I have been asked by many readers to give some basic information on wine. I have been trying to find a way to take a subject which is massive and concentrate it down into the essential basics and I think I finally have it, so here goes.
Wine has been around since ancient times. It is the result of grapes which have been pressed and then the juice is allowed to ferment.
In ancient times wine was not aged, as there was no method to keep the wine airtight, so wine was normally drunk when it was young. In ancient Greece and Rome wine was packed into clay amphora or large barrels.
During the early Middle Ages and even somewhat in ancient times it was not unusual to dilute wine with water or flavor it with herbs to soften the flavor. As very few people drank water, this was essential as wine and or beer was drunk throughout the day.
As technology progressed they began to cork wine bottles and then often dipped the neck in wax to further seal it. This is first seen in approx. the 1770’s. Once they were able to cork and protect the wine in an airtight environment, then the wine could be aged, thus allowing subtle nuances to evolve.
So now that we have the basic history out of the way, let’s talk about the basics of wine itself. To make it easy, let’s first look at the types of wine:
Each of these types of wine is made using a variety of different grapes. There are many hundreds of varieties and hybrids of grapes, but we will concern ourselves with the very basic varieties.
Syrah or Shiraz
Understand that this is by no means a comprehensive representation of all of the wine grapes around the world, and is particularly lacking representation for the wine grapes of Spain, Italy and South Africa, but it is a good place to start.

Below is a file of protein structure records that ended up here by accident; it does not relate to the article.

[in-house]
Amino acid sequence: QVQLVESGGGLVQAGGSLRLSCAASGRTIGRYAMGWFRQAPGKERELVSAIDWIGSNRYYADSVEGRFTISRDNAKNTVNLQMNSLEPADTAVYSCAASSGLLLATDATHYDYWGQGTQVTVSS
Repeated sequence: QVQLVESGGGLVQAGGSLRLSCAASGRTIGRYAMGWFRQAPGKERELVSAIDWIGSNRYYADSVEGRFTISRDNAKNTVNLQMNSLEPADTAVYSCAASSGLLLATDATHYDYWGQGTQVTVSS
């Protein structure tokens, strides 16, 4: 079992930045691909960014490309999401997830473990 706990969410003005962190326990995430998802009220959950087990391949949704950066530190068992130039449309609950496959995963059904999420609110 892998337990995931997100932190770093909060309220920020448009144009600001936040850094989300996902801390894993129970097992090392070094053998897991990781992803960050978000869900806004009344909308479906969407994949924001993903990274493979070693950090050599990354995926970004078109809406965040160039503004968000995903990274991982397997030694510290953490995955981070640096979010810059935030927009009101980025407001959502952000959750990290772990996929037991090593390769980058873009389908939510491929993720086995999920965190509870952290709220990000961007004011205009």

Now let’s look at a listing of what wines these grapes are made into around the world. It is important to note that in France the names of the wines are from the places the grapes are grown rather than the name of variety used to make the wine.
So for example, in France, the Chardonnay grape can be used to make a lovely Batard Montrachet, which is a white Burgundy from the Burgundy region of France, but it the name Chardonnay does not show in the name of the wine.
In all other countries they usually will have either a name of the vineyard and then mention on the back or front of the bottle which grapes where used to make the wine. Example, a famous Chardonnay from California named Kistler will say:
Kistler – Name of the grower or wine
Kistler Vineyard – Name of the specific vineyard where the grapes were grown
Sonoma Valley – The location of the vineyard
And then on the back it will say that it is made with 100% Chardonnay grapes.
Let’s look at some famous wine grapes and the regions that utilize these grape varieties. To make it easy, I will outline the French regions first and then the rest of the world afterwards.
I hope this gives a little insight into this exciting and complex subject.